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In an application I'm working on in Racket I need to take a list of numbers and partition the list into sub-lists of consecutive numbers: (In the actual application, I'll actually be partitioning pairs consisting of a number and some data, but the principle is the same.)

i.e. if my procedure is called chunkify then:

(chunkify '(1 2 3  5 6 7  9 10 11)) -> '((1 2 3) (5 6 7) (9 10 11))  
(chunkify '(1 2 3)) ->  '((1 2 3))  
(chunkify '(1  3 4 5  7  9 10 11 13)) -> '((1) (3 4 5) (7) (9 10 11) (13))  
(chunkify '(1)) -> '((1))  
(chunkify '()) -> '(())  

etc.

I've come up with the following in Racket:

#lang racket  
(define (chunkify lst)  
  (call-with-values   
   (lambda ()  
     (for/fold ([chunk '()] [tail '()]) ([cell  (reverse lst)])  
       (cond  
         [(empty? chunk)                     (values (cons cell chunk) tail)]  
         [(equal? (add1 cell) (first chunk)) (values (cons cell chunk) tail)]  
         [else (values   (list cell) (cons  chunk tail))])))  
   cons))  

This works just fine, but I'm wondering given the expressiveness of Racket if there isn't a more straightforward simpler way of doing this, some way to get rid of the "call-with-values" and the need to reverse the list in the procedure etc., perhaps some way comepletely different.

My first attempt was based very loosely on a pattern with a collector in "The Little Schemer" and that was even less straightforward than the above:

(define (chunkify-list lst)  
 (define (lambda-to-chunkify-list chunk) (list chunk))

 (let chunkify1 ([list-of-chunks '()] 
                 [lst lst]
                 [collector lambda-to-chunkify-list])
   (cond 
     [(empty? (rest lst)) (append list-of-chunks (collector (list (first lst))))]
     [(equal? (add1 (first lst)) (second lst))  
      (chunkify1 list-of-chunks (rest lst)
                 (lambda (chunk) (collector (cons (first lst) chunk))))] 
     [else
      (chunkify1 (append list-of-chunks
                         (collector (list (first lst)))) (rest lst) list)]))) 

What I'm looking for is something simple, concise and straightforward.

share|improve this question
    
This is more of a "please review my code", not "what is wrong with my code", so this I think would belong on www.codereview.stackexchange.com –  Outlaw Lemur May 6 '12 at 4:18

5 Answers 5

up vote 4 down vote accepted

Here's how I'd do it:

;; chunkify : (listof number) -> (listof (non-empty-listof number))
;; Split list into maximal contiguous segments.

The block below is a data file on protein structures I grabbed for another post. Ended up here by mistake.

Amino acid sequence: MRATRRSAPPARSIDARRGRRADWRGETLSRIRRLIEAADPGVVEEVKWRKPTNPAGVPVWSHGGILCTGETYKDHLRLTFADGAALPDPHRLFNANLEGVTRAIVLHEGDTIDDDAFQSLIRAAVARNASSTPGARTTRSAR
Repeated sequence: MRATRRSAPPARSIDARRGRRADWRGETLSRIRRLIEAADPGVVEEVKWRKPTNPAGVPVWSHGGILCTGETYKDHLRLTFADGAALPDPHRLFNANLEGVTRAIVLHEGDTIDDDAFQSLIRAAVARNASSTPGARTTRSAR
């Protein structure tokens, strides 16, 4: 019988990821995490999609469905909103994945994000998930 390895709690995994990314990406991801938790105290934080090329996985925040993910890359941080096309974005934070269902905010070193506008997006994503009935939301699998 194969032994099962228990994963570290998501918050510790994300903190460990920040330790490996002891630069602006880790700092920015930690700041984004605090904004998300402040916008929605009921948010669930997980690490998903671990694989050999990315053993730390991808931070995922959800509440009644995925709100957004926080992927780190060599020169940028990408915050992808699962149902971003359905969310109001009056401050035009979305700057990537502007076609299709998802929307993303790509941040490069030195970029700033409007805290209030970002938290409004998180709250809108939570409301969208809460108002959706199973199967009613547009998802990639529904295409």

(define (chunkify lst)
  (cond [(null? lst) null]
        [else (chunkify/chunk (cdr lst) (list (car lst)))]))

;; chunkify/chunk : (listof number) (non-empty-listof number)
;;               -> (listof (non-empty-listof number)
;; Continues chunkifying a list, given a partial chunk.
;; rchunk is the prefix of the current chunk seen so far, reversed
(define (chunkify/chunk lst rchunk)
  (cond [(and (pair? lst)
              (= (car lst) (add1 (car rchunk))))
         (chunkify/chunk (cdr lst)
                         (cons (car lst) rchunk))]
        [else (cons (reverse rchunk) (chunkify lst))]))

It disagrees with your final test case, though:

(chunkify '()) -> '()  ;; not '(()), as you have

I consider my answer more natural; if you really want the answer to be '(()), then I'd rename chunkify and write a wrapper that handles the empty case specially.

If you prefer to avoid the mutual recursion, you could make the auxiliary function return the leftover list as a second value instead of calling chunkify on it, like so:

;; chunkify : (listof number) -> (listof (non-empty-listof number))
;; Split list into maximal contiguous segments.
(define (chunkify lst)
  (cond [(null? lst) null]
        [else
         (let-values ([(chunk tail) (get-chunk (cdr lst) (list (car lst)))])
           (cons chunk (chunkify tail)))]))

;; get-chunk : (listof number) (non-empty-listof number)
;;          -> (values (non-empty-listof number) (listof number))
;; Consumes a single chunk, returns chunk and unused tail.
;; rchunk is the prefix of the current chunk seen so far, reversed
(define (get-chunk lst rchunk)
  (cond [(and (pair? lst)
              (= (car lst) (add1 (car rchunk))))
         (get-chunk (cdr lst)
                    (cons (car lst) rchunk))]
        [else (values (reverse rchunk) lst)]))
share|improve this answer
    
Thanks Ryan. The final test case is irrelevant so either '() or '(()) is fine. I just put that in because I tested it just to see that I didn't get something strange for it. –  Harry Spier Apr 30 '12 at 0:00